An LA City Council committee approved four new commissioners to the Board of Water and Power Commissioners Monday. Here, workers install solar panels as part of the utility's program that lets businesses sell solar power from large-scale rooftop arrays to the DWP.
Four new appointees to the Board of Water and Power Commissioners were approved Monday by the L.A. City Council's Energy and Environment Committee, with a vote by the full council expected later this week.
Despite the recent, tense contract negotiations between the city and the DWP's union, the confirmation hearing was light on policy and personnel issues. Mayor Eric Garcetti's appointees— Jill Banks Barad, Mel Levine, William Funderburk and Michael Fleming — were unanimously confirmed by the committee. Current DWP Commissioner Christina Noonan will remain on the board.
"My questions have been answered," said committee member Felipe Fuentes at the beginning of the hearing, noting he met with the appointees privately last week.
During his comments, committee member José Huizar said the recent mayor's race drew attention to the DWP because of the union's strong financial support of Wendy Greuel. For his part, committee member Tom LaBonge noted the focus on the utility is similar to what the Los Angeles Police Department and Metro experienced in past years. As for policy, the Fourth District councilman pointed out Recreation and Parks is struggling financially now that it has to pay DWP for water and electricity.
Mayor Eric Garcetti was excused from jury duty Monday afternoon. Back to mayorin'!
UPDATE: Mayor Eric Garcetti was cleared from jury duty late Monday afternoon, according to a spokesman for his office. We're not sure the reason behind Garcetti's dismissal but we hope he told the court: "You guys know my Dad used to work here, right?"
ORIGINAL POST: If Mayor Eric Garcetti weren't such a responsible citizen, maybe he could actually get some mayorin' done.
He recently completed two weeks of Naval Reserves duty. And on Monday, he reported to downtown's criminal courthouse for jury duty.
The mayor was waiting to see if he would be assigned to a case, a spokesman said shortly before 11 a.m. Sounds like Garcetti could use some help coming up with an excuse to get out of the jury pool. Here are a few ideas:
- Have to get back to City Hall and make sure Council President Herb Wesson isn't giving away the store.
- Need to mow the Silver Lake Reservoir Meadow.
- Gotta read through the DWP's work rules.
- Made an appointment to measure drapes at Getty House.
- I'm Mayor Eric Garcetti!
Rep. Gary Miller (R-Rancho Cucamonga), whose district is heavily Latino, is being targeted by immigration reform advocates.
As Congress returned to Washington Monday following the August recess, immigration reform advocates continued to press their case on various home fronts.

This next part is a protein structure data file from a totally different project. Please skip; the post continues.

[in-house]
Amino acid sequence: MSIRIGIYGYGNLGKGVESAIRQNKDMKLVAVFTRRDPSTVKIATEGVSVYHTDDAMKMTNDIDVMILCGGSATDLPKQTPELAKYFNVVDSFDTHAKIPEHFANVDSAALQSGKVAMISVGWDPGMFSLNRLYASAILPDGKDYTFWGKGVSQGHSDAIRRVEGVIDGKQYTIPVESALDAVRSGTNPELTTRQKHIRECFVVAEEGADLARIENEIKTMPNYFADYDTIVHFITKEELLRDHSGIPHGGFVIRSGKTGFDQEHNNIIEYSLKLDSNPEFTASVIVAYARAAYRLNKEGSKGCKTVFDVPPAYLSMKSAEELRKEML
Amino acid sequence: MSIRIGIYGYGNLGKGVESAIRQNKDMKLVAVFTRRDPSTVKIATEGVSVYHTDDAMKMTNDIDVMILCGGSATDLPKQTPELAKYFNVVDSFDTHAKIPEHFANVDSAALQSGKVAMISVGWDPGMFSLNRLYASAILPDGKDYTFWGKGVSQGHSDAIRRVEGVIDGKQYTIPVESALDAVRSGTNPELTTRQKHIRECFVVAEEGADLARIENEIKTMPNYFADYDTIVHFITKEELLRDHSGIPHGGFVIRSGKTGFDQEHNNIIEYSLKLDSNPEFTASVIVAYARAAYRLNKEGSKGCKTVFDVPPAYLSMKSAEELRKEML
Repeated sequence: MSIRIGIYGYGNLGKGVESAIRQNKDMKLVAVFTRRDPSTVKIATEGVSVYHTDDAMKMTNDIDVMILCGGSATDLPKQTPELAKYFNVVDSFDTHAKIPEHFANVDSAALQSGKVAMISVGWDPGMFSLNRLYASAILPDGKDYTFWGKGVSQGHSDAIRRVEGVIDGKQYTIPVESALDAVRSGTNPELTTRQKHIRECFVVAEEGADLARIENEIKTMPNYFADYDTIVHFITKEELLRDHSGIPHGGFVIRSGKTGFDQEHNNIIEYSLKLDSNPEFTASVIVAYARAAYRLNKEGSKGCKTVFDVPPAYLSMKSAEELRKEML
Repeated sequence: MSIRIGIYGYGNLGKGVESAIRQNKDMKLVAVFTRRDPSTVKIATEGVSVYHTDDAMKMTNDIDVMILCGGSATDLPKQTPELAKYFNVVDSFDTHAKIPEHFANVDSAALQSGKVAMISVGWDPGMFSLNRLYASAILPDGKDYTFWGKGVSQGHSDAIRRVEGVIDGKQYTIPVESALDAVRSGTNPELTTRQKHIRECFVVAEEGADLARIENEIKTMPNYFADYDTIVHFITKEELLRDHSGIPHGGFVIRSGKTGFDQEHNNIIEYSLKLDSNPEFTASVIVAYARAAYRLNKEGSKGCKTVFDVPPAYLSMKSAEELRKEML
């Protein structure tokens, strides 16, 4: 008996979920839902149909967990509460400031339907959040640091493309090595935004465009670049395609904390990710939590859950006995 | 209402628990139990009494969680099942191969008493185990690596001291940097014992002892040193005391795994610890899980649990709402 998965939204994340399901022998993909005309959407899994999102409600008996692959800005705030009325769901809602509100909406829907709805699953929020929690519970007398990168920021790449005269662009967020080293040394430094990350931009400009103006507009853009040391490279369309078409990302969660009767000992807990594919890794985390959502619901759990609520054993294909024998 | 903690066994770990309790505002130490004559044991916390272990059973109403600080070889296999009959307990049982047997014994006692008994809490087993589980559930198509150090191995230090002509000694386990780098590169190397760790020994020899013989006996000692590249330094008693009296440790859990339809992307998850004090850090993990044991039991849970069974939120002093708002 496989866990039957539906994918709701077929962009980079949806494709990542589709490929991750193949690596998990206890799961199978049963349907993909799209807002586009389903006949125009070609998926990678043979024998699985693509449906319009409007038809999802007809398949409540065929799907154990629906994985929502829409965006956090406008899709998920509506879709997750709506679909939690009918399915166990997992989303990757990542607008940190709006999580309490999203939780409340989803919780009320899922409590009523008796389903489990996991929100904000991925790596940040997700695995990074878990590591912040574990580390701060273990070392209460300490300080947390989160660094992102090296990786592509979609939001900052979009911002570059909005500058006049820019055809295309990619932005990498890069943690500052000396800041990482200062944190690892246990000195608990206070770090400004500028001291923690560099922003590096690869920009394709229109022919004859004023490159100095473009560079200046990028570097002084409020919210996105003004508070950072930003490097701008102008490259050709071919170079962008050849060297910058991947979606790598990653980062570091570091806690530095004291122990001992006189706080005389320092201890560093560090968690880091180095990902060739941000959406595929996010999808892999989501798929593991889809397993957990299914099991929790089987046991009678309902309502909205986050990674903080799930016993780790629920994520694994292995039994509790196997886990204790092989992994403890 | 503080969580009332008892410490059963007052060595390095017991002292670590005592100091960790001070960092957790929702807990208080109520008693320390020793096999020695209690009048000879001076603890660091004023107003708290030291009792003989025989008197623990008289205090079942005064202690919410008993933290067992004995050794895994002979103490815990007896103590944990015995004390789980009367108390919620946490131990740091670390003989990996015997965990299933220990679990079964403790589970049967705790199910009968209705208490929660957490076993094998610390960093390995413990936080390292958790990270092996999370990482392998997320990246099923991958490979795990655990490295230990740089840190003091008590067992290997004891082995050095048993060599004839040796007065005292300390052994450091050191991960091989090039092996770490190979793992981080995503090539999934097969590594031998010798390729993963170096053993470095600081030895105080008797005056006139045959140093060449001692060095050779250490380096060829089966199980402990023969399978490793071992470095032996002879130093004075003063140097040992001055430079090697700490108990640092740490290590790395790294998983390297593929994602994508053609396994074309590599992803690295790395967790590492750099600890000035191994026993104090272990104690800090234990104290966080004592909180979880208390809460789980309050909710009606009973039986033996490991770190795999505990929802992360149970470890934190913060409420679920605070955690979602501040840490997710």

Events themed "Get Back to Work on Immigration Reform" were held in San Jose, Sacramento, San Diego, Bakersfield, Modesto, Fresno, Palmdale, Sonoma, Colton and Placentia Monday. The Los Angeles County Federation of Labor joined with the Los Angeles Chamber of Commerce at L.A. City Hall with a similar message on the economic benefits of an immigration law overhaul.
In Colton, a coalition of labor, faith-based groups and small business owners gathered at La Carreta Mexican Style Products to ask Rep. Gary Miller (R-Rancho Cucamonga) to support legislation that would enable undocumented immigrants to attain permanent residency and eventual citizenship. The coalition includes Mi Familia Vota, SEIU United Long Term Care Workers, Organizing for Action, Latino Voter Registration Project and the Inland-based immigrant assistance organization Libreria del Pueblo.
Frederick M. Brown/Getty Images
L.A. County Supervisor Gloria Molina is one of two members who will be termed out next year. The Los Angeles Times look at what term limits could mean for the powerful board.
Good morning, readers. Welcome to the Maven's Morning Coffee -- a listing of the important headlines, news conferences, votes and announcements you need to know to fuel up and tackle your day.
The Maven's Morning Coffee is also available as a daily email. Click here to subscribe.
Today is Monday, Sept. 9, and here is what's happening in Southern California politics:
In Rick Orlov's Tipoff column, City Hall prepares for the 2015 election, former police chief Bill Bratton creates a social network, and Controller Ron Galperin draws some national attention.
The Los Angeles Times looks at the powerful L.A. County Board of Supervisors and the impact term limits could have on the "five kings." "The turnover, starting with elections in June, will change the makeup of a panel whose decisions can affect millions of the poor and needy dependent on a wide range of county social services, as well as taxpayers, businesses and organized labor, which hopes to increase its clout through the coming political campaigns," per The Times.
U.S. Senator Barbara Boxer (D-CA) conferred with Robert Menendez (D-NJ) during this week's meeting of the Senate Foreign Affairs Committee.
Members of the U.S. Senate got another day of closed-door security briefings on Syria Friday in advance of a floor vote that could come next week.
Earlier this week, the Senate Foreign Relations Committee voted 10 to 7 to support a resolution authorizing U.S. military action against the government of Syria for its alleged use of chemical weapons. One of those "yes" votes has some Southern California Democrats up in arms.
Sen. Barbara Boxer (D-Calif.) was already back in California for the Jewish holidays when the Foreign Relations Committee cast its vote on military action in Syria, but she cast her "yes" vote by proxy.
In her home state, L.A. Democrats were swift to react. Cara Robin, president of the West L.A. Democratic Club, said she was "surprised and, I have to say, appalled."